Debate Club

We Won the Iraq War Before We Lost It

By SHARE

Following World War II, half of Europe fell under the iron grip of Stalin. Those nations remained captured for decades. Whole generations were lost to freedom. America spent untold wealth fighting the Cold War and risked global nuclear devastation. If 10 years after, America's newspapers had asked "Was WWII worth it?", most Americans would have shriveled their brow in confusion.

Perhaps the greatest generation was also a smarter generation. They knew there are no do-overs in national security. The worth of war can only be justly determined before the conflict is joined, not after. Asking if wars are worth it after the fact is the equivalent of Machiavellian morals in foreign policy—asserting that the "ends justify the means." In other words, if we don't like the outcome, it wasn't worth it.

[See a collection of political cartoons on defense spending.]

Nations should go to war only for a just cause and when they believe the good they hope to achieve will be outweighed by the terrors of combat and the inevitable suffering of innocents.

In the case of Iraq, the U.S. had more than enough justification to take on Saddam Hussein. He was a vicious dictator who inflicted unprecedented violence on his nation and the cause of peace and freedom. He demonstrably violated the peace accords that had led to the cessation of hostilities during the first Gulf War. Further, he had led an active and successful disinformation campaign to convince his neighbors that he had active WMD programs, even as he publically denied the charge.

[See a collection of political cartoons on the Middle East.]

Yes, the war and the aftermath were unpredicted, and were longer and more complicated than first thought. So was the American Revolution, WWII and Korea. Yet it is only Vietnam and now the Iraq War that pop culture wants to call "bad" wars.

If there is a similarity to the two, and a difference with the others, they were both wars we won before we lost. In both cases, after trial and error, we achieved a decent result and then Washington, tired of war, walked away—not only squandering hard won gains, but leaving the U.S. in a poorer strategic position than when we started.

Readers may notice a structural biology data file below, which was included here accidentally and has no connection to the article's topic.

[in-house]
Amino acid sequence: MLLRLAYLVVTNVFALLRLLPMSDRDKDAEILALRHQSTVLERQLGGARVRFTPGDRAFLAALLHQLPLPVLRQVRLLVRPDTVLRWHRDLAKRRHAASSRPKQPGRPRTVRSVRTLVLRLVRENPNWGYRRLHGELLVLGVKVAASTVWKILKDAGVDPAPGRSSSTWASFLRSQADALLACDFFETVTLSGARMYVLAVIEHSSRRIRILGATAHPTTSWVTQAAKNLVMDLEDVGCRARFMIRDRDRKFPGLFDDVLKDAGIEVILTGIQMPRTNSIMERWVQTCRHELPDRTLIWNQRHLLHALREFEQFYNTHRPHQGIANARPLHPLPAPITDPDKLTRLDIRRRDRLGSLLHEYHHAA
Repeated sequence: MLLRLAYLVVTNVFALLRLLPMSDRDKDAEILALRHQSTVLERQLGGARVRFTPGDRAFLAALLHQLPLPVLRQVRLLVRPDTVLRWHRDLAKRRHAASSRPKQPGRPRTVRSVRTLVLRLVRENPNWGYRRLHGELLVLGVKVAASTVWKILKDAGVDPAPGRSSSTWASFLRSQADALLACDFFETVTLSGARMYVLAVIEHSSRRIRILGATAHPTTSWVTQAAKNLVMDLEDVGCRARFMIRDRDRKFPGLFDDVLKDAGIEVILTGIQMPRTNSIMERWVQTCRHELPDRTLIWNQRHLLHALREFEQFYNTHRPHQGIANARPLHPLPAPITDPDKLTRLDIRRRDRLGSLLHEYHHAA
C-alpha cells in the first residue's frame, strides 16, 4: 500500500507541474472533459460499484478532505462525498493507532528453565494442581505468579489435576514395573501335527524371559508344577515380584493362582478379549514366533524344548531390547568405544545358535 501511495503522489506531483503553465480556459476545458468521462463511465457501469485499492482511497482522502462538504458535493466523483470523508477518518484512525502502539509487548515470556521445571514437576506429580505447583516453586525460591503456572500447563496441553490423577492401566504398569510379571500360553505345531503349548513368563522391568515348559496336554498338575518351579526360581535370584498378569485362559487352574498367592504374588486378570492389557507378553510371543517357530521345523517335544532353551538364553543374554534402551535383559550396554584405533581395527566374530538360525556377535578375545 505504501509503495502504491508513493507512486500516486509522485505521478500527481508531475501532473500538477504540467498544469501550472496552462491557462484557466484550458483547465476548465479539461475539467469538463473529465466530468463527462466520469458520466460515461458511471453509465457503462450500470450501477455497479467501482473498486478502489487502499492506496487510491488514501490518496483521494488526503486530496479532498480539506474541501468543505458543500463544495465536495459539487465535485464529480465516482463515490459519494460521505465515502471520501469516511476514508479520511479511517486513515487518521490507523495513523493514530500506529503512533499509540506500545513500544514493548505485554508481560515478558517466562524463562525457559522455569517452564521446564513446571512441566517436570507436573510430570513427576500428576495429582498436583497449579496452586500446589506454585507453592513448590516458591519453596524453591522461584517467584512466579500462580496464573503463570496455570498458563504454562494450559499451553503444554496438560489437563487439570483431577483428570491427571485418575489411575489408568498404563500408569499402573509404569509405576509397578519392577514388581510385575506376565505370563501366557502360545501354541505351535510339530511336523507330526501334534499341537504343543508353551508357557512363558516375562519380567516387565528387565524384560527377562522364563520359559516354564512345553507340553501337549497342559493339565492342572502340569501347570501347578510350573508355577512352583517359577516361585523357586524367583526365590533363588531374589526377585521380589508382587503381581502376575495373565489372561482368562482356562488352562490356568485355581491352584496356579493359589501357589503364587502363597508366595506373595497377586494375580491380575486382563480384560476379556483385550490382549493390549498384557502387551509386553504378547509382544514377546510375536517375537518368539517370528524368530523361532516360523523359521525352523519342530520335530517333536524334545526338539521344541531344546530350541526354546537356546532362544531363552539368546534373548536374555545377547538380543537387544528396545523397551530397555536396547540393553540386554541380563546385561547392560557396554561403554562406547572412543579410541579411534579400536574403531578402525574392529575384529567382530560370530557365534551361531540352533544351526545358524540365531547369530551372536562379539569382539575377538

James Jay Carafano

About James Jay Carafano Director of the Douglas and Sarah Allison Center for Foreign Policy Studies at the Heritage Foundation

Tags
Department of Defense
nuclear weapons
Iraq war (2003-2011)
Hussein, Saddam
terrorism

Other Arguments

#1
34 Pts
The Iraq War Worked Against the United States and Its Interests

No – The Iraq War Worked Against the United States and Its Interests

Peter Juul Policy Analyst at the Center for American Progress

#2
22 Pts
The Iraq War Was No Cakewalk

No – The Iraq War Was No Cakewalk

Christopher Preble Vice President for Foreign Policy Studies at the Cato Institute

#3
2 Pts
Iraq Took Much Needed Attention from Afghanistan

No – Iraq Took Much Needed Attention from Afghanistan

Jacob Stokes Research Associate at the Center for a New American Security

#4
0 Pts
The Invasion of Iraq Was an Engine of Terrorist Growth

No – The Invasion of Iraq Was an Engine of Terrorist Growth

Jessica Stern Fellow at the FXB Center for Human Rights at the Harvard School of Public Health

#5
-14 Pts
Freeing Iraq From Saddam Hussein's Dictatorship Was Worth It

Yes – Freeing Iraq From Saddam Hussein's Dictatorship Was Worth It

Evan Moore Senior Policy Analyst for the Foreign Policy Initiative

#7
-37 Pts
The Costs of Iraq Are Clear While the Benefits Are Fuzzy

No – The Costs of Iraq Are Clear While the Benefits Are Fuzzy

Michael O'Hanlon Senior Fellow and Director of Research for the 21st Century Defense Initiative at the Brookings Institution

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